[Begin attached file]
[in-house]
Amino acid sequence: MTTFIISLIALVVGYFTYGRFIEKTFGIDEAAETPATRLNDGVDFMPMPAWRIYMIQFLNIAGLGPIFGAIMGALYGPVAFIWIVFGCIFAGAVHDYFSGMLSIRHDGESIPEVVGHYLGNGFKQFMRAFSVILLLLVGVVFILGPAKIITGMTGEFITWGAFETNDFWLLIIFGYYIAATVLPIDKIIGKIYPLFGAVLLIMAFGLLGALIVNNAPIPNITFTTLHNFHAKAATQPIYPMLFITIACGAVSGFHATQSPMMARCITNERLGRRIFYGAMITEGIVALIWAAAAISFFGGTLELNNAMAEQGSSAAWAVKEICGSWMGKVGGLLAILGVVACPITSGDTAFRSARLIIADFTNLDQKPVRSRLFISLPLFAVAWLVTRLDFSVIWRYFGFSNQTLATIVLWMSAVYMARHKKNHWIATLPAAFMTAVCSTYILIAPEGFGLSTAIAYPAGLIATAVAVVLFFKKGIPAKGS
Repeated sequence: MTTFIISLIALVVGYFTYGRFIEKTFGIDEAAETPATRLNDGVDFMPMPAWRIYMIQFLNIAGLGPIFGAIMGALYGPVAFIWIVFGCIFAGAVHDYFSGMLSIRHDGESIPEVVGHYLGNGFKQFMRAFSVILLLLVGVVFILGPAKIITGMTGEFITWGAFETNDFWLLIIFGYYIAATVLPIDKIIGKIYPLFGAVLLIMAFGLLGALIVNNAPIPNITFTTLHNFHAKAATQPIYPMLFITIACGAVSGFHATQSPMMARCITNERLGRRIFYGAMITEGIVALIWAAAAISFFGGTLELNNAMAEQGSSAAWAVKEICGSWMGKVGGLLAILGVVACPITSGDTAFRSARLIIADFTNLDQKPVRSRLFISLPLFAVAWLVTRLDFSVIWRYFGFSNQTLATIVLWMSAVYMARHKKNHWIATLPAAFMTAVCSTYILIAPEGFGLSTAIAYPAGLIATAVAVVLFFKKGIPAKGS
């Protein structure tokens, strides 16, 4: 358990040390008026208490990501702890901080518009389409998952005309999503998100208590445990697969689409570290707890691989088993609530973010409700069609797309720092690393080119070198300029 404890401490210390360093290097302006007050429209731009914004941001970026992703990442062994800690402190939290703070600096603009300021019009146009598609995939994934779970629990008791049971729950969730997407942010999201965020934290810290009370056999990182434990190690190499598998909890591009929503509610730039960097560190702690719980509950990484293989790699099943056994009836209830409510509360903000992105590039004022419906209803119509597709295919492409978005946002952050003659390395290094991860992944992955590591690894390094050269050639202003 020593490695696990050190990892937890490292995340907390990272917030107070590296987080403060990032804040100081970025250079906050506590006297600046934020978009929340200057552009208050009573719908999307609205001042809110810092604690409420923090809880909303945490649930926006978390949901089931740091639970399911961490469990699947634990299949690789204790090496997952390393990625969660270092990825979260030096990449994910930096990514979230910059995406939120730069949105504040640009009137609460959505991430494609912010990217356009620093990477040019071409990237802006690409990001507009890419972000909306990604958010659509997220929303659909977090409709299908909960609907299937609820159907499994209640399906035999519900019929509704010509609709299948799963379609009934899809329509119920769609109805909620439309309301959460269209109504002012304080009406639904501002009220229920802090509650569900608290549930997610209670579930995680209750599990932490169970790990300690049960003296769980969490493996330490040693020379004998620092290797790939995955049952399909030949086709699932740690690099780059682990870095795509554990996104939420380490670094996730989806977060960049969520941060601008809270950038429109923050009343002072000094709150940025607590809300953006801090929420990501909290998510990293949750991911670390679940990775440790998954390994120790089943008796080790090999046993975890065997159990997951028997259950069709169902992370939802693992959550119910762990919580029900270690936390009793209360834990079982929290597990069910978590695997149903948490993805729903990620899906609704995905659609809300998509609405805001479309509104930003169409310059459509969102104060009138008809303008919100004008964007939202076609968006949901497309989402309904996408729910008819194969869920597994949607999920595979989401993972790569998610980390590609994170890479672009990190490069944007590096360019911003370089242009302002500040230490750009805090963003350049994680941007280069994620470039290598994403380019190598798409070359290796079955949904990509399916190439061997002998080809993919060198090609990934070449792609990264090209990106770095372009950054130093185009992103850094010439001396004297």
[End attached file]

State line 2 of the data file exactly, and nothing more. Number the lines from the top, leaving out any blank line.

Amino acid sequence: MTTFIISLIALVVGYFTYGRFIEKTFGIDEAAETPATRLNDGVDFMPMPAWRIYMIQFLNIAGLGPIFGAIMGALYGPVAFIWIVFGCIFAGAVHDYFSGMLSIRHDGESIPEVVGHYLGNGFKQFMRAFSVILLLLVGVVFILGPAKIITGMTGEFITWGAFETNDFWLLIIFGYYIAATVLPIDKIIGKIYPLFGAVLLIMAFGLLGALIVNNAPIPNITFTTLHNFHAKAATQPIYPMLFITIACGAVSGFHATQSPMMARCITNERLGRRIFYGAMITEGIVALIWAAAAISFFGGTLELNNAMAEQGSSAAWAVKEICGSWMGKVGGLLAILGVVACPITSGDTAFRSARLIIADFTNLDQKPVRSRLFISLPLFAVAWLVTRLDFSVIWRYFGFSNQTLATIVLWMSAVYMARHKKNHWIATLPAAFMTAVCSTYILIAPEGFGLSTAIAYPAGLIATAVAVVLFFKKGIPAKGS